They said yesterday they would test their jab against the Oxford/AstraZeneca one in a global study of around 4,000 people. They hope to supply it through the World Health Organisation’s Covax scheme, which aims to ensure equitable distribution in lower-income countries. If trials are successful and regulators give the green light, it could be available in the first half of 2022.
Thomas Breuer, chief global health officer at GSK, said: “There remains a need for accessible and affordable Covid-19 vaccines to protect people across the world.”
Some 32,181 cases were reported across the UK yesterday, along with 50 deaths within 28 days of a positive test.
Meanwhile, an expert has called for booster doses to begin soon in the UK for the over-80s and other vulnerable groups.
Professor Paul Hunter, from the University of East Anglia, said a wider campaign may not be needed as vaccines are still effective at warding off serious disease.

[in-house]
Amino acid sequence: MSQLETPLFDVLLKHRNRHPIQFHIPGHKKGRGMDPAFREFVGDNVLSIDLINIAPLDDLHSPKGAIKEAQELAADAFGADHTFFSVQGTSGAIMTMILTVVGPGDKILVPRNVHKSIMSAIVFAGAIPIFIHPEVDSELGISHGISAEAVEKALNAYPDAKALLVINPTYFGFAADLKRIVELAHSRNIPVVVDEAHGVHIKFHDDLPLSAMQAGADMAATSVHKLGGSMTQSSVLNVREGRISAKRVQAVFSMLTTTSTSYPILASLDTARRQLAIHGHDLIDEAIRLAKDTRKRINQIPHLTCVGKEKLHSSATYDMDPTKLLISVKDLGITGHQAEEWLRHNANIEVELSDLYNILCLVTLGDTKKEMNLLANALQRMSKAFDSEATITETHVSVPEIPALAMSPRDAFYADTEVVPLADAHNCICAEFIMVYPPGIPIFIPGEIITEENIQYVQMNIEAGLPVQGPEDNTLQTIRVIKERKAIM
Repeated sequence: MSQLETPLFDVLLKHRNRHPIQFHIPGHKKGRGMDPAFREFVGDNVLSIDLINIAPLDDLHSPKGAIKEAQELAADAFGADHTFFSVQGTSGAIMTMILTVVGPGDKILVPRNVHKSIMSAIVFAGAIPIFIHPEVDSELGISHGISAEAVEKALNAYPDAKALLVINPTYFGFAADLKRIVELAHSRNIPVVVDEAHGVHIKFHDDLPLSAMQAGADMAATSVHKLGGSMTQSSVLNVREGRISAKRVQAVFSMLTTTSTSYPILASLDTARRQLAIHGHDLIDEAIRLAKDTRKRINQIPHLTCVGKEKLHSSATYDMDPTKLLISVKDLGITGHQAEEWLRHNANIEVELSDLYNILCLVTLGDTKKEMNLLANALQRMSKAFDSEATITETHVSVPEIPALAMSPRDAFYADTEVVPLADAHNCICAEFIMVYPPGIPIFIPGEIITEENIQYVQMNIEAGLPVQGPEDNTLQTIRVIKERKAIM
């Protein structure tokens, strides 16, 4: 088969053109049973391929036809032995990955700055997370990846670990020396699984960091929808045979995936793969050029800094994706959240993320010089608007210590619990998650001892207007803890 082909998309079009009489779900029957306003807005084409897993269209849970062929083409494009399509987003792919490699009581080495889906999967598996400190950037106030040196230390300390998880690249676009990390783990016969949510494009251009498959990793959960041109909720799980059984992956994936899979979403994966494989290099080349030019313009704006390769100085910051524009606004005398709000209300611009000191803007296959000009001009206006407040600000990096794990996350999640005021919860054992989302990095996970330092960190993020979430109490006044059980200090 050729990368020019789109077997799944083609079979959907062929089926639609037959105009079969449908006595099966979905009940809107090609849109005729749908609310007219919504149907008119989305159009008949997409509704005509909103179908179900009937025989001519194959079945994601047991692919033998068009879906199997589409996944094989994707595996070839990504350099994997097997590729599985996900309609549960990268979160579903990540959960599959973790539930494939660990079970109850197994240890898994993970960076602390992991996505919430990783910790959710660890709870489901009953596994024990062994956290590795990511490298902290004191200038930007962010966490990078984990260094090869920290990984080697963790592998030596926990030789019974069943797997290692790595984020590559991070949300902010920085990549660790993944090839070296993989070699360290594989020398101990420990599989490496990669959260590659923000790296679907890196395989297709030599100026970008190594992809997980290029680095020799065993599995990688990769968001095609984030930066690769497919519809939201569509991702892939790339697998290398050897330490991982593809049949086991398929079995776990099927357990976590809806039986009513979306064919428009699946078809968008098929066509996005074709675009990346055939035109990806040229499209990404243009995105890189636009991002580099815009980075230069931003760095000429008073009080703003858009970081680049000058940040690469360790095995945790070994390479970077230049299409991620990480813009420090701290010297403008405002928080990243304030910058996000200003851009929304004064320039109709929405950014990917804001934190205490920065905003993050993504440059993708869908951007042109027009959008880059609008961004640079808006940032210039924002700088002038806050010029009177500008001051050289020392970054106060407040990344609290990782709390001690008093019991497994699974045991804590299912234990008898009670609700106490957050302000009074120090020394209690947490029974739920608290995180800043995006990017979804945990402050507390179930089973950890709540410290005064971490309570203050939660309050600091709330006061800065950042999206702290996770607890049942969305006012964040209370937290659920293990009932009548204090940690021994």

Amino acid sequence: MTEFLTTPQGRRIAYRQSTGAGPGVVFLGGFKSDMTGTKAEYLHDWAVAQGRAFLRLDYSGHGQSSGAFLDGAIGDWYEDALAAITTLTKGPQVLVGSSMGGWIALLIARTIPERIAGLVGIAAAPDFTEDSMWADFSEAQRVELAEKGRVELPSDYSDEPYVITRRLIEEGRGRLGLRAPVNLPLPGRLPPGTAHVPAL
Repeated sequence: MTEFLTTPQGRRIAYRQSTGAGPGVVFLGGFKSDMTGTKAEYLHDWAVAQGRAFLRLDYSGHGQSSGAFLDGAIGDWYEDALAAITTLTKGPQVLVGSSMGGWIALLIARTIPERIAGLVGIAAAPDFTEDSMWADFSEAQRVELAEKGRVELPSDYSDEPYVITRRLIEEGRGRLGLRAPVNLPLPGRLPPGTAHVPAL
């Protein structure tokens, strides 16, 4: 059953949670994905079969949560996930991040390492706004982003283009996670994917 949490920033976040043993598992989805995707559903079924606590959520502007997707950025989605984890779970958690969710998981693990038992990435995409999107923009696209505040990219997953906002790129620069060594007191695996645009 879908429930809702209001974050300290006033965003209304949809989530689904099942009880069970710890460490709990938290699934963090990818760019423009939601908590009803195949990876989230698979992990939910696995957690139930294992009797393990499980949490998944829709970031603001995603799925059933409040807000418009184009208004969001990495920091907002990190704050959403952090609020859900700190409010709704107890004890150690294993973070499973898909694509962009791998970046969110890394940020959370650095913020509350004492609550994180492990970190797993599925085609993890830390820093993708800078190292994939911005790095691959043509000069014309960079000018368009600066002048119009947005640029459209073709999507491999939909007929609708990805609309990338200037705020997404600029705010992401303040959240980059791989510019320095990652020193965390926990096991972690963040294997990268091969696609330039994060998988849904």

But he said people who had not reacted well to the first doses will need boosters soon.
He said: “Within that category are: people with severe underlying disease, people with severe cancers that are on chemotherapy, people on high-dose steroids for autoimmune diseases, people who have had solid organ transplants, people who are morbidly obese.
“I would also add over-80s to that category.”
Prof Hunter added: “These people won’t have responded that well to vaccine.
“They should be boosted and they should be boosted pretty soon.” His comments came as experts from the Joint Committee on Vaccination and Immunisation (JCVI) prepared to make a final decision about the booster campaign.
Prof Hunter said the UK was getting close to reaching “epidemic equilibrium”, at which point we might see an average of 45,000 infections per day.
He said it was likely the majority of cases would eventually be asymptomatic, adding: “We won’t see Covid ‘the disease’ any more after a few years. Typically pandemics tend to last for about three years. And the last big coronavirus pandemic lasted three years – that was in 1890, with the Russian flu.
“The virus that caused the Russian flu is still with us, and it’s still not that different probably from the virus that circulated 130 years ago, but we don’t see it causing the disease.
“Covid-19 the disease will almost certainly be consigned to history except in very few occasional cases.”
The further 50 deaths yesterday brings the UK total to 132,535. Meanwhile, 90,838,594 jabs were administered, 48,048,009 were first doses, a rise of 19,643 on the previous day.